(From left) Manchester United's Wayne Rooney, Michael Carrick, Robin van Persie and Nemanja Vidic in disbelief after Olympiakos scored their second goal in the Champions League match. – AFP Photo
JUST when you thought it couldn’t get any worse, Manchester United puts up a horror show at the Karaiskakis Stadium in Greece.
That first-leg defeat to Olympiakos has left the Red Devils with little hope of progressing in the only competition they have any chance of winning. To progress to the quarter-finals, Rooney and Co have to score three goals and hope the Greeks don’t score any in the Champions League second leg on March 19.
A tall order for the team based on their abject first-leg performance. Malaysian fans who stayed up in the wee hours to catch the first-leg match were subjected to a painful experience. The 2-0 scoreline was justified because United were woeful – in attack, midfield and defence.
One step forward, two steps back – that has been the story of United’s season so far. David Moyes has failed to get any sort of consistency with his team’s performances so far.
Before the return leg, are two tricky EPL fixtures. Up next for United is a trip to the Hawthorns. In the reverse fixture on Sept 28, United put up a feeble performance losing to West Brom at home 1-2. That demoralising defeat has led to many false dawns since. Just when the team get on some sort of winning run, they are pegged back by frustrating draws or losses.
An example of this would be after the West Brom defeat. United were unbeaten for five matches after that, culminating in a 1-0 victory over the then league leaders Arsenal. What happened next was baffling. Two consecutive away draws followed by two consecutive home defeats.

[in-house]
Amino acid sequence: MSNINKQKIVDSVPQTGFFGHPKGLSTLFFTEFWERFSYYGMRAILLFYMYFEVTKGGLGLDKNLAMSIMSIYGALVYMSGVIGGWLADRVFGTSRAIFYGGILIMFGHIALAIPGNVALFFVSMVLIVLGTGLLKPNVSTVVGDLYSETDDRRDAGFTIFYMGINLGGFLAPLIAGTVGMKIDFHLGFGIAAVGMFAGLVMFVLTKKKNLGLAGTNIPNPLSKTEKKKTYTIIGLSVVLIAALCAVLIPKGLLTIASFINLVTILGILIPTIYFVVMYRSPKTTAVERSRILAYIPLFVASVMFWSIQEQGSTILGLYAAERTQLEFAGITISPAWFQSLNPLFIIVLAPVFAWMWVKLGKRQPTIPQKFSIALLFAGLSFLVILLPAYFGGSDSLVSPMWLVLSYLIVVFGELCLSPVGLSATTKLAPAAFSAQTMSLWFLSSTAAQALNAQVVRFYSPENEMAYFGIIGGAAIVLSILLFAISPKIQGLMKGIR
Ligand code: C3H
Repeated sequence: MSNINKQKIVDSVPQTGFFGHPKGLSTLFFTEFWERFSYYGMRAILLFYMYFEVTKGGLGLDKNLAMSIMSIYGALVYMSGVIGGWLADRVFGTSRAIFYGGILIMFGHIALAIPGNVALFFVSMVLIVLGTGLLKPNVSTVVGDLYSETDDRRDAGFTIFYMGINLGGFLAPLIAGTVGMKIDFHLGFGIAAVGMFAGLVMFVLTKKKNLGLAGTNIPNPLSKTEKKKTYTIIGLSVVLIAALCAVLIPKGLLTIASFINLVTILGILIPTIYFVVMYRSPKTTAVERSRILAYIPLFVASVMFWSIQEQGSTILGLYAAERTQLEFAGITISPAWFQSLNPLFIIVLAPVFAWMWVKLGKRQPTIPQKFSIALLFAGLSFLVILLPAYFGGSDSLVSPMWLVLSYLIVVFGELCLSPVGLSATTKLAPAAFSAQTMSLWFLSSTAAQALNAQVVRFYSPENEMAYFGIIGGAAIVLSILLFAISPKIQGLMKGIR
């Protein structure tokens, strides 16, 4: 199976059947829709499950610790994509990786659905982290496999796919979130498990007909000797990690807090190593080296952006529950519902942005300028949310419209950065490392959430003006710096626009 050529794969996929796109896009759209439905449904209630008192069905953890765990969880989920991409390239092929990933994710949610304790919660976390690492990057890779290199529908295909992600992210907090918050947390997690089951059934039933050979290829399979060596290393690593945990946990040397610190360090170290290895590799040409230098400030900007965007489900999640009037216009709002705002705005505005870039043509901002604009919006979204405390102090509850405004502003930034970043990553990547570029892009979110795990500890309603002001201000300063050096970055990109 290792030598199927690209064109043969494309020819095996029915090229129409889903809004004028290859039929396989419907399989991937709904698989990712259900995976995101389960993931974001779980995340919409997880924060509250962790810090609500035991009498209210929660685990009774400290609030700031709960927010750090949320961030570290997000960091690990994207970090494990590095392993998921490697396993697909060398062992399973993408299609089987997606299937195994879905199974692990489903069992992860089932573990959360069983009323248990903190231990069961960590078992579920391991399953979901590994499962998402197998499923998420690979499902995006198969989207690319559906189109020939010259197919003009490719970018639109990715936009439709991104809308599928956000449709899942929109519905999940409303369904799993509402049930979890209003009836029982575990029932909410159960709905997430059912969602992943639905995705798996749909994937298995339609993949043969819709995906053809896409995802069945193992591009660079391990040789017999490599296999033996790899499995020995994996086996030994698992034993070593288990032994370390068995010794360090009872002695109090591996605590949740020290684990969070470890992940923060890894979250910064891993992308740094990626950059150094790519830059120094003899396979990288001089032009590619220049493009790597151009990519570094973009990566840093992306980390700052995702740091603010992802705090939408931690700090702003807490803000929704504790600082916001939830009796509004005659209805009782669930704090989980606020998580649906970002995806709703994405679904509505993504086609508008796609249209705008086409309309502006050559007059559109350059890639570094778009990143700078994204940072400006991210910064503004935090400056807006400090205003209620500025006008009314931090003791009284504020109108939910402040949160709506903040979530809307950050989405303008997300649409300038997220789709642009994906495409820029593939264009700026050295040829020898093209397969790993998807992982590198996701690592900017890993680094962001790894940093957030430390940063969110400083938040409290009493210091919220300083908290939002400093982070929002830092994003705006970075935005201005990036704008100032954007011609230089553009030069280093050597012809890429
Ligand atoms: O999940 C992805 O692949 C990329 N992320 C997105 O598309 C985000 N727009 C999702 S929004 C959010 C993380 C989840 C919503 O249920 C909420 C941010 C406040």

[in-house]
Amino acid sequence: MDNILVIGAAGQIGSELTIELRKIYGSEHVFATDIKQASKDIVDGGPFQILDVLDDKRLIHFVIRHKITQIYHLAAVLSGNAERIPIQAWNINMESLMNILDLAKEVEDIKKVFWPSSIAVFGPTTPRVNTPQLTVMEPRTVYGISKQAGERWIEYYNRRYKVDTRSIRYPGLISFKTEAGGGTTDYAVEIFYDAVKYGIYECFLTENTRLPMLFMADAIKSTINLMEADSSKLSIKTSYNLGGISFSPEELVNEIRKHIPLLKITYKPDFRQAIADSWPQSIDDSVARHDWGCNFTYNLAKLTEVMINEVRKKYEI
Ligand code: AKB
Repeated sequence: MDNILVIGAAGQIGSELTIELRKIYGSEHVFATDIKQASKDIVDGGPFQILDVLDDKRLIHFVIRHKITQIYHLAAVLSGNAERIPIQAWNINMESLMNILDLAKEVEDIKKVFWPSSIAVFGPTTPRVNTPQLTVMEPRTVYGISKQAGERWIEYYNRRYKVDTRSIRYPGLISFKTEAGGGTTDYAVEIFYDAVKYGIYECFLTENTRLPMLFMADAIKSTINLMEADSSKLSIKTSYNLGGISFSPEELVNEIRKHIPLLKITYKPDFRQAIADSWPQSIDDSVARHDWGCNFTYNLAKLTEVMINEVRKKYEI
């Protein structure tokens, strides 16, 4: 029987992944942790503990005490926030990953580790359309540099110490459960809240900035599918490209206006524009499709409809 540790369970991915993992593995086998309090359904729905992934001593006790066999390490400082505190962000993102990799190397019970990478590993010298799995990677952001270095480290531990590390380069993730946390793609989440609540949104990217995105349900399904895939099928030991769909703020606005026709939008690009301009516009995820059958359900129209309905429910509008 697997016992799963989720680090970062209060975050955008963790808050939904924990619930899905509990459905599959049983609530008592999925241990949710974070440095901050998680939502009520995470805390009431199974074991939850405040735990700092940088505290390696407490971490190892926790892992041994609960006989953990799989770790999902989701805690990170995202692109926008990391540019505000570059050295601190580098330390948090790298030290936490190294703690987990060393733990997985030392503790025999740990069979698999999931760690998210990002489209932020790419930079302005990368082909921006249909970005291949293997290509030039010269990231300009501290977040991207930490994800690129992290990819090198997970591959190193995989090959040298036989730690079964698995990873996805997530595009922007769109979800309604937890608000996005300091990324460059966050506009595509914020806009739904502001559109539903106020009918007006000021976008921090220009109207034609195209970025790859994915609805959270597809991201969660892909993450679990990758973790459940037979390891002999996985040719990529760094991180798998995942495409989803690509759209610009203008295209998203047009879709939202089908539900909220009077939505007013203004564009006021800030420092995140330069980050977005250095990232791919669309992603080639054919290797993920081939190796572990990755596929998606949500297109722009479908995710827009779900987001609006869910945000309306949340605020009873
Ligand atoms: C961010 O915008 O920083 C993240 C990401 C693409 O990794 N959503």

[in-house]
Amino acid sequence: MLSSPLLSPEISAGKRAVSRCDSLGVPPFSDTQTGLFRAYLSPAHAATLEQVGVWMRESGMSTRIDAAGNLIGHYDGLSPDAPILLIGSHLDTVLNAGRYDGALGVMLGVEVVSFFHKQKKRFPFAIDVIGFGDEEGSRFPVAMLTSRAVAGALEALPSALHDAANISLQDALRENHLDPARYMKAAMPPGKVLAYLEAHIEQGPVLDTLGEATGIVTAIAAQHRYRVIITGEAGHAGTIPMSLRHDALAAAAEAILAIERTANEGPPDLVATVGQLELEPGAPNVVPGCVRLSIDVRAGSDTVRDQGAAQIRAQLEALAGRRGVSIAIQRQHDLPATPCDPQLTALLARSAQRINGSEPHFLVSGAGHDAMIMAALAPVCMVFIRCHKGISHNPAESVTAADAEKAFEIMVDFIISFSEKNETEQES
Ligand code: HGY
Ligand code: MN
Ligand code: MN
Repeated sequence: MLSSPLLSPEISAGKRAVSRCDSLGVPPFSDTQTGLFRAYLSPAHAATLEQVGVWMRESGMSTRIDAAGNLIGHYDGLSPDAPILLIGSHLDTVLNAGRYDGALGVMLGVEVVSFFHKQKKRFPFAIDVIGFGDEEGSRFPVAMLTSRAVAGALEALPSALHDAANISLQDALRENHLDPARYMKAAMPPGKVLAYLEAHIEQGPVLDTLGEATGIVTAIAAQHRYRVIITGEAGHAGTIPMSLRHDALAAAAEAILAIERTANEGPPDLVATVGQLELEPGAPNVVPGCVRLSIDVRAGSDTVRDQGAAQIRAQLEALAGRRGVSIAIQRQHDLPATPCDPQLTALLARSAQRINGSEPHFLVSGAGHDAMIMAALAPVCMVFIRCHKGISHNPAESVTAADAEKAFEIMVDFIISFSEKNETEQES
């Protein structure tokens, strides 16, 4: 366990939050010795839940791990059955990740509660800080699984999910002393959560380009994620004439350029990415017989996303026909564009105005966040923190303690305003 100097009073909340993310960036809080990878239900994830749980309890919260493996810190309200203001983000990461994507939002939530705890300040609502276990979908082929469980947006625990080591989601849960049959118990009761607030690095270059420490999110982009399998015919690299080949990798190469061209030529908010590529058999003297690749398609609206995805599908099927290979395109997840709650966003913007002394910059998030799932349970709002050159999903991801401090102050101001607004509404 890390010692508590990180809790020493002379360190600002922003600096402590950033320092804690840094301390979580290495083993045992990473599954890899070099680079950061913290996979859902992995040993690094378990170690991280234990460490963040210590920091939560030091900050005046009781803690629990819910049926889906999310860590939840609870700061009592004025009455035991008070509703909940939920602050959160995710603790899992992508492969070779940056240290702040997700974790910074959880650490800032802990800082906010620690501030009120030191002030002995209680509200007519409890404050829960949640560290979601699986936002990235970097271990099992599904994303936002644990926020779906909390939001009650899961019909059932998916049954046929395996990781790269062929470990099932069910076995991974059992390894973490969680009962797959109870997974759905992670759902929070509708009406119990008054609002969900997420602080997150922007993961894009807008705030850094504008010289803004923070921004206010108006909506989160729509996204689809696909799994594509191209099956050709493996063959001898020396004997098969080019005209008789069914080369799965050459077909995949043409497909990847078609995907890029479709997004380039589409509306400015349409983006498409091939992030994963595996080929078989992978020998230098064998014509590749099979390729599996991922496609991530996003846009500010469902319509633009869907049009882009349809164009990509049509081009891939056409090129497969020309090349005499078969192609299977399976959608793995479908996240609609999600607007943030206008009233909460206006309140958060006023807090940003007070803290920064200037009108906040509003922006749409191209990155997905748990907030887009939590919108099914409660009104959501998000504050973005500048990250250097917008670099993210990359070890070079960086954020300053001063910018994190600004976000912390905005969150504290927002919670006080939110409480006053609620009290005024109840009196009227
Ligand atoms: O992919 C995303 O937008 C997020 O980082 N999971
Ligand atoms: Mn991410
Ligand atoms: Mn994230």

Just three days before their Champions League fixture, United entertain high-flyers Liverpool. United’s bitter rivals are in superb form and are one of the favourites to sew up a top-four spot. The Red Devils are a massive 14 points behind Liverpool and a result either way may not have a significant impact on their final league position. But, this is Liverpool and there’s a lot of pride at stake. A home win will go a long way in helping the manager win the backing of the fans.
United’s Greek tragedy, against arguably the weakest opposition left in the Champions League, has really shown how much of an overhaul is needed in the close season. If reports from Britain are to be believed, at least half the current team will have to go.
In the 10-day break that the squad has had since, David Moyes has been spotted at clubs in Germany and Spain, scouting for some of the top European players needed to change United’s fortunes next season.
No doubt, these players will cost a lot, but then, rebuilding an ageing side will prove to be very expensive. Moyes has to convince United’s owners that not only will they have to part with a significant transfer budget, but that he will be the man to oversee the transfers.
The six-year contract that the Scot got at the beginning of the season should insulate him from the sack, but he will know that the honeymoon is over.
Unlike the other top EPL clubs, United tend to stick with their managers, even underperforming ones.
The Glazers are shrewd businessmen. They will know that a season out of the top four and out of the Champions League is not the end of the world. Significant funds are required to strengthen the squad and ensure that this season is just a blip.